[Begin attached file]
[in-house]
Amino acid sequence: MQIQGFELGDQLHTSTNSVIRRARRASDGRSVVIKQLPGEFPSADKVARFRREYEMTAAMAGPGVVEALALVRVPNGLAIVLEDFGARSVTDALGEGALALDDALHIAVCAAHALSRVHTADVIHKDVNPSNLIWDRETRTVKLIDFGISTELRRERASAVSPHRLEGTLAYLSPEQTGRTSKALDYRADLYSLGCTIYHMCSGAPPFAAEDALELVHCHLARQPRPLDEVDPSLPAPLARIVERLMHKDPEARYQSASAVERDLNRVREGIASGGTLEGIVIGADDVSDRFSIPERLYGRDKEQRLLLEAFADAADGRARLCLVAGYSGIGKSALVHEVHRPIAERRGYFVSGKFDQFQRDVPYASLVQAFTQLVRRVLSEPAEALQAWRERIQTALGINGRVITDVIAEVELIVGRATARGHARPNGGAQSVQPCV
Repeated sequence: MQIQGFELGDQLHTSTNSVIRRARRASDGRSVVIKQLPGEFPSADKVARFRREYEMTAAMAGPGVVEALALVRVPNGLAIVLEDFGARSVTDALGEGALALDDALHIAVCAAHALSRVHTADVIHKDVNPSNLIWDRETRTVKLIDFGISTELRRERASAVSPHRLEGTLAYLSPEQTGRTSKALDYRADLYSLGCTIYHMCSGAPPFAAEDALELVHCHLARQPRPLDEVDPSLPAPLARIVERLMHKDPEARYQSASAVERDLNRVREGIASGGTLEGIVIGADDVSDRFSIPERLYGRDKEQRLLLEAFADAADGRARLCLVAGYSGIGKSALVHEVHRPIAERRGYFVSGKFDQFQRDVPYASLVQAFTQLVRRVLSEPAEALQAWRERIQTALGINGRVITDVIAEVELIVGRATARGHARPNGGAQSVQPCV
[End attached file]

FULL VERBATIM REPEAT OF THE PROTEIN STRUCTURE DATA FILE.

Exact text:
[in-house]
Amino acid sequence: MQIQGFELGDQLHTSTNSVIRRARRASDGRSVVIKQLPGEFPSADKVARFRREYEMTAAMAGPGVVEALALVRVPNGLAIVLEDFGARSVTDALGEGALALDDALHIAVCAAHALSRVHTADVIHKDVNPSNLIWDRETRTVKLIDFGISTELRRERASAVSPHRLEGTLAYLSPEQTGRTSKALDYRADLYSLGCTIYHMCSGAPPFAAEDALELVHCHLARQPRPLDEVDPSLPAPLARIVERLMHKDPEARYQSASAVERDLNRVREGIASGGTLEGIVIGADDVSDRFSIPERLYGRDKEQRLLLEAFADAADGRARLCLVAGYSGIGKSALVHEVHRPIAERRGYFVSGKFDQFQRDVPYASLVQAFTQLVRRVLSEPAEALQAWRERIQTALGINGRVITDVIAEVELIVGRATARGHARPNGGAQSVQPCV
Repeated sequence: MQIQGFELGDQLHTSTNSVIRRARRASDGRSVVIKQLPGEFPSADKVARFRREYEMTAAMAGPGVVEALALVRVPNGLAIVLEDFGARSVTDALGEGALALDDALHIAVCAAHALSRVHTADVIHKDVNPSNLIWDRETRTVKLIDFGISTELRRERASAVSPHRLEGTLAYLSPEQTGRTSKALDYRADLYSLGCTIYHMCSGAPPFAAEDALELVHCHLARQPRPLDEVDPSLPAPLARIVERLMHKDPEARYQSASAVERDLNRVREGIASGGTLEGIVIGADDVSDRFSIPERLYGRDKEQRLLLEAFADAADGRARLCLVAGYSGIGKSALVHEVHRPIAERRGYFVSGKFDQFQRDVPYASLVQAFTQLVRRVLSEPAEALQAWRERIQTALGINGRVITDVIAEVELIVGRATARGHARPNGGAQSVQPCV